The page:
Firstly, taking iron supplementation may cause gastrointestinal side-effects such as constipation, diarrhoea, black or tarry stools, nausea, flatulence, and abdominal pain. This was confirmed by a study that systematically reviewed and analysed as many as 43 clinical trials comprising of 6831 adult participants. This study further confirmed that the occurrence side-effects was not depending on the dose of the iron supplementation [4]. Hence, you risk upsetting your stomach even with a small dose of the iron supplement.

Potential risks

Excess iron in the body increases the risks some diseases including diabetes

Iron supplements are often taken together with vitamin C since vitamin C is known to increase the absorption of iron in the gastrointestinal tract. In fact, most commercial iron supplement products are formulated with vitamin C nowadays. However, by taking a high dosage of iron and vitamin C together, you risk excavating the oxidative stress in the gastrointestinal tract causing inflammation and ulcers, which may potentially lead to cancer [5]. In fact, high level of iron in the body is known to increase the risk of cardiovascular diseases [6],  diabetes [7],  neurodegenerative diseases such as Alzheimer’s disease [8], and cancer [9].

Eat wisely to get your iron

Hitherto, it is unwise to artificially boost up your iron store in the body, only to cause you harm. The best way prevent iron-deficiency anaemia is to eat wisely. Get your enough iron from the food you eat, not from the pill!

Food is the best source of iron.

Find out more about iron-deficiency anaemia:

Iron is an essential nutrient that the human body cannot do without. It is needed by the body to synthesize haemoglobin (red blood cell) as well as myoglobin (iron-binding protein in muscle) which are important proteins for cells respiration and energy production [1]. Deficiency in iron can lead to anaemia, ...
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References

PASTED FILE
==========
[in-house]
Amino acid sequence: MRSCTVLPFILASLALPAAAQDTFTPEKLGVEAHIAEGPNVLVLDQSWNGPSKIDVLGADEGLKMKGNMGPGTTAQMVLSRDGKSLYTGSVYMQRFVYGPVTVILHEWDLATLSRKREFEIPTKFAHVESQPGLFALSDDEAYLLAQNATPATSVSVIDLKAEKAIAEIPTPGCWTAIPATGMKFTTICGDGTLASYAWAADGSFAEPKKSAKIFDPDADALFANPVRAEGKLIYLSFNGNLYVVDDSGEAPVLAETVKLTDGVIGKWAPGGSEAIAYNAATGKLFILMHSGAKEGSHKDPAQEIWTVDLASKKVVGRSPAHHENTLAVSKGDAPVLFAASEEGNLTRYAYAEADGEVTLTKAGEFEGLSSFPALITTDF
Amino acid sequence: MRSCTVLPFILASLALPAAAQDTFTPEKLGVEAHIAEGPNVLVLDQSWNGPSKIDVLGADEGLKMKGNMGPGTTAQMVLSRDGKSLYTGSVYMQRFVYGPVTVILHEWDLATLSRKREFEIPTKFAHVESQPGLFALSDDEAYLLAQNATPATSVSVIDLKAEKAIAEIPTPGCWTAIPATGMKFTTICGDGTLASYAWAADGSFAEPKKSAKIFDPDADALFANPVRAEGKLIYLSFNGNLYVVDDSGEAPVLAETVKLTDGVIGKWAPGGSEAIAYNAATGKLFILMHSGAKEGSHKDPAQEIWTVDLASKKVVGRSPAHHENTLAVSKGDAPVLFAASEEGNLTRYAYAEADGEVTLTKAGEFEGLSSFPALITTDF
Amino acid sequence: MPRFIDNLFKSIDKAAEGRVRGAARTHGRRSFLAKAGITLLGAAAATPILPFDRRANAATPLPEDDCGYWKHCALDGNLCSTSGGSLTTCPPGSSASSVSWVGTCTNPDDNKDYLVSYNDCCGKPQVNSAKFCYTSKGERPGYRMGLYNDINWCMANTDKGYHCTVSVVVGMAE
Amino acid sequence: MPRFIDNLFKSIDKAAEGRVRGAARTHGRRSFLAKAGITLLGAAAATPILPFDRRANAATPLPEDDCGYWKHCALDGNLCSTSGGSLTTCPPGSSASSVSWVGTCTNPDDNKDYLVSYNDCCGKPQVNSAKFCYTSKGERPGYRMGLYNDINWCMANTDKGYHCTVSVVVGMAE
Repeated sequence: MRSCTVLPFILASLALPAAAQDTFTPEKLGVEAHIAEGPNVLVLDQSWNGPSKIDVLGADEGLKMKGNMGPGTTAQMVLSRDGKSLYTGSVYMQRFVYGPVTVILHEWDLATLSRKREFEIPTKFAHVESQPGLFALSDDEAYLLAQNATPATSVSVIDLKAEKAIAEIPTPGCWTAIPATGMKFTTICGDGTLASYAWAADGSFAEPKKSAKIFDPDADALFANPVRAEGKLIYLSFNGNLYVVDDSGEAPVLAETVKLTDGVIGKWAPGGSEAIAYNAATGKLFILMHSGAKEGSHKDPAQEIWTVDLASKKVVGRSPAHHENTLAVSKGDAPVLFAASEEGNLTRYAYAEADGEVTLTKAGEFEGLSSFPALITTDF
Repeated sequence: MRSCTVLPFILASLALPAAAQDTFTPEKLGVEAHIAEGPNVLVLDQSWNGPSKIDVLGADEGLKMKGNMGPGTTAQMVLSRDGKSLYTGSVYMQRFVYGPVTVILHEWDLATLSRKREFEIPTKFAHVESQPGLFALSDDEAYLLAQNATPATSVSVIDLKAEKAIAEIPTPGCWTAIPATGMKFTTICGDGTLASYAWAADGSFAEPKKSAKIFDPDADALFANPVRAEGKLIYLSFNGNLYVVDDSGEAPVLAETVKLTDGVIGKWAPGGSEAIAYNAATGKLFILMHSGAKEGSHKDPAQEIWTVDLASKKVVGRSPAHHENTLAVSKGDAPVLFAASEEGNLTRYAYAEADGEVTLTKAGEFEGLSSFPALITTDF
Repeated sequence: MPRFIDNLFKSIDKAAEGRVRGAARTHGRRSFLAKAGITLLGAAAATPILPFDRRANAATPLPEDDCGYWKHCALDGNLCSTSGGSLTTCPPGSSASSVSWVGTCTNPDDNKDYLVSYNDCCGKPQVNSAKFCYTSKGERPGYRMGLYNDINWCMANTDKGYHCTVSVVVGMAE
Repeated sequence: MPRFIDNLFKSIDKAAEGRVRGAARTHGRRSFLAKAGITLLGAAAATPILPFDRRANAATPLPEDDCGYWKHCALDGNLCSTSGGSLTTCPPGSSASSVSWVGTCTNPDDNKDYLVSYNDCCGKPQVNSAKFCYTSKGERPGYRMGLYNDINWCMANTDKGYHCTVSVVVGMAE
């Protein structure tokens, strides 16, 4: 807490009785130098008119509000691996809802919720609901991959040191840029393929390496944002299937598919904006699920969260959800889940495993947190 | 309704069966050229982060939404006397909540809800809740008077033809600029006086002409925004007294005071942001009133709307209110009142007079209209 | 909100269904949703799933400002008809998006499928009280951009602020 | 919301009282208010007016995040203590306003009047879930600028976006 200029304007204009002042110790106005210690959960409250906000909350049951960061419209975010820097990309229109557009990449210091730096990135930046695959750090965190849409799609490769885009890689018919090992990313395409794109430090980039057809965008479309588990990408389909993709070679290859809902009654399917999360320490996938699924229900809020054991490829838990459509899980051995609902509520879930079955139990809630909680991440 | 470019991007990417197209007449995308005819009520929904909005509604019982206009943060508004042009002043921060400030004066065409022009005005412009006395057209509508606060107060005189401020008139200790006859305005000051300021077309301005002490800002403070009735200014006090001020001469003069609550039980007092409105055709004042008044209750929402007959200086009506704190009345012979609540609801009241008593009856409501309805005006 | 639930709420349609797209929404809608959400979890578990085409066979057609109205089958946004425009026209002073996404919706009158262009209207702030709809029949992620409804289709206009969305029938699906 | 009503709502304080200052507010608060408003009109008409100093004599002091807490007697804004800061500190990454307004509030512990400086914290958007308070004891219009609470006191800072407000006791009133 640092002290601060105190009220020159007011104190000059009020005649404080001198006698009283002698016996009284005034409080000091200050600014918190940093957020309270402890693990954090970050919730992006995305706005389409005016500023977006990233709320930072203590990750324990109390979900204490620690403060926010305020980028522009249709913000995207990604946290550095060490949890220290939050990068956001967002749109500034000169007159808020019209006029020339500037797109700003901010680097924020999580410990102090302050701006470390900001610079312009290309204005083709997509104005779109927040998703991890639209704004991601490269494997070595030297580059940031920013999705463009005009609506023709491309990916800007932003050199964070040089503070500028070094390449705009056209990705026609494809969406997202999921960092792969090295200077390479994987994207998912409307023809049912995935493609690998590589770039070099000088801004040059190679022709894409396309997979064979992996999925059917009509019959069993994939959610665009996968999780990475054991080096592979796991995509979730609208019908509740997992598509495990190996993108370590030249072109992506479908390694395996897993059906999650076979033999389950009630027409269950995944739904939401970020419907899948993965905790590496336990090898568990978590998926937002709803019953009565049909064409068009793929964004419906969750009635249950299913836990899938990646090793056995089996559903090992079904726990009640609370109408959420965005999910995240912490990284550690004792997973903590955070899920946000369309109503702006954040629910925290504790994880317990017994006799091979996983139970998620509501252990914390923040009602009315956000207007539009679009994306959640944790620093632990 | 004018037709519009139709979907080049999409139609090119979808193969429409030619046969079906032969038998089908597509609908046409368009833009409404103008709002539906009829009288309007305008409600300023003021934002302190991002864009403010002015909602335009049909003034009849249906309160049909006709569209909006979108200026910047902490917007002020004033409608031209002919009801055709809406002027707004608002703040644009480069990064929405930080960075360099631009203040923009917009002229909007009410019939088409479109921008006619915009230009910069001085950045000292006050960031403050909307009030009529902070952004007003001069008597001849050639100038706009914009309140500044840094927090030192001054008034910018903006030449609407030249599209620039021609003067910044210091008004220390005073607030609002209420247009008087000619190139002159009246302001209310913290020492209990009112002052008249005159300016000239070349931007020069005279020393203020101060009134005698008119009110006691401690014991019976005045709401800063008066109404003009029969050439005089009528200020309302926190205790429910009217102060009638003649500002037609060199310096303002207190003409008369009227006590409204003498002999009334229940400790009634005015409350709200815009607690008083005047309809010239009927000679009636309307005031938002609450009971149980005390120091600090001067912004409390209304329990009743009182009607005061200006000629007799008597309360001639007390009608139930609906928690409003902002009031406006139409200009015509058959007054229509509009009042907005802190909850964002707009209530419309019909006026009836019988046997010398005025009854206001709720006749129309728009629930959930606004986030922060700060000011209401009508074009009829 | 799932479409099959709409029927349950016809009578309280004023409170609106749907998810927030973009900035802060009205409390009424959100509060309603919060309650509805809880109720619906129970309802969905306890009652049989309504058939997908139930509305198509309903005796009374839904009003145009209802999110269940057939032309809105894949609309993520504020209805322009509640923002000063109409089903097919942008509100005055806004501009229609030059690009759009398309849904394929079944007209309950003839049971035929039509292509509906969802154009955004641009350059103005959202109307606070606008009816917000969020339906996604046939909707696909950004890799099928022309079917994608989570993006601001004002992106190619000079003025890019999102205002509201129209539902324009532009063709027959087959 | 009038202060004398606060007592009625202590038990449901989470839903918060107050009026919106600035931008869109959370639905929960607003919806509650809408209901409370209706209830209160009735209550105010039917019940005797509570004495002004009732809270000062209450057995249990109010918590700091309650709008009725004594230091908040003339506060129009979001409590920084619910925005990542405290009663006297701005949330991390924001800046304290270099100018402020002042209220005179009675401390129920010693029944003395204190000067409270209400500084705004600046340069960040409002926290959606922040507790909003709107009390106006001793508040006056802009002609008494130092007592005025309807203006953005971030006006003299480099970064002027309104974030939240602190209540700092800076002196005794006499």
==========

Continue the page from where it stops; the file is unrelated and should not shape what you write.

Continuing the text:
[1]         G. Papanikolaou, K. Pantopoulos, Iron metabolism and toxicity, Toxicol. Appl. Pharmacol. 202 (2005) 199–211. doi:10.1016/j.taap.2004.06.021.

[2]         A. Lopez, P. Cacoub, I.C. Macdougall, L. Peyrin-Biroulet, Iron deficiency anaemia, Lancet. 387 (2016) 907–916. doi:10.1016/S0140-6736(15)60865-0.

[3]         T.D. Johnson-Wimbley, D.Y. Graham, Diagnosis and management of iron deficiency anemia in the 21st century, Therap. Adv. Gastroenterol. 4 (2011) 177–184. doi:10.1177/1756283X11398736.

[4]         Z. Tolkien, L. Stecher, A.P. Mander, D.I.A. Pereira, J.J. Powell, Ferrous sulfate supplementation causes significant gastrointestinal side-effects in adults: A systematic review and meta-analysis, PLoS One. 10 (2015) 1–20. doi:10.1371/journal.pone.0117383.

[5]         A.E.O. Fisher, D.P. Naughton, Iron supplements: the quick fix with long-term consequences, Nutr. J. 3 (2004) 2. doi:10.1186/1475-2891-3-2.

[6]         A. Pourmoghaddas, H. Sanei, M. Garakyaraghi, F. Esteki-Ghashghaei, M. Gharaati, The relation between body iron store and ferritin, and coronary artery disease., ARYA Atheroscler. 10 (2014) 32–6.

[7]         J.A. Simcox, D.A. McClain, Iron and diabetes risk., Cell Metab. 17 (2013) 329–41. doi:10.1016/j.cmet.2013.02.007.

[8]         G.J. Brewer, Risks of Copper and Iron Toxicity during Aging in Humans, Chem. Res. Toxicol. 23 (2010) 319–326. doi:10.1021/tx900338d.

[9]         A. Fonseca-Nunes, P. Jakszyn, A. Agudo, Iron and cancer risk–a systematic review and meta-analysis of the epidemiological evidence., Cancer Epidemiol. Biomarkers Prev. 23 (2014) 12–31. doi:10.1158/1055-9965.EPI-13-0733.